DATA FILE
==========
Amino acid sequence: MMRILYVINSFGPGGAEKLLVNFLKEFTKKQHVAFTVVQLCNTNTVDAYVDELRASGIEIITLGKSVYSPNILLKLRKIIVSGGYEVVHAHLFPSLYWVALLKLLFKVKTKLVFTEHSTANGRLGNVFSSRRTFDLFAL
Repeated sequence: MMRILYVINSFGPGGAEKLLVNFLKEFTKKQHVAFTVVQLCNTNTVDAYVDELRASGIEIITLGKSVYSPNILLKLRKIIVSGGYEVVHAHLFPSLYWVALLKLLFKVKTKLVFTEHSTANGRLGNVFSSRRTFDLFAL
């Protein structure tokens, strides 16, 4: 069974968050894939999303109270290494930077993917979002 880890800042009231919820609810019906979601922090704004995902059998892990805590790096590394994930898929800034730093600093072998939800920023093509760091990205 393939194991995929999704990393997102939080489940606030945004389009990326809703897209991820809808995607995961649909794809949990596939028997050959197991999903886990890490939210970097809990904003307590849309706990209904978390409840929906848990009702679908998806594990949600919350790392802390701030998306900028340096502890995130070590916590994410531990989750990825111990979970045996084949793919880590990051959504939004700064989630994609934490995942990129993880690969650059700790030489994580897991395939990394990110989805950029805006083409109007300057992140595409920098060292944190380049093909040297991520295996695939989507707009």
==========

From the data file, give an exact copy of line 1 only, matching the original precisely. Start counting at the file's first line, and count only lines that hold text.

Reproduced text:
Amino acid sequence: MMRILYVINSFGPGGAEKLLVNFLKEFTKKQHVAFTVVQLCNTNTVDAYVDELRASGIEIITLGKSVYSPNILLKLRKIIVSGGYEVVHAHLFPSLYWVALLKLLFKVKTKLVFTEHSTANGRLGNVFSSRRTFDLFAL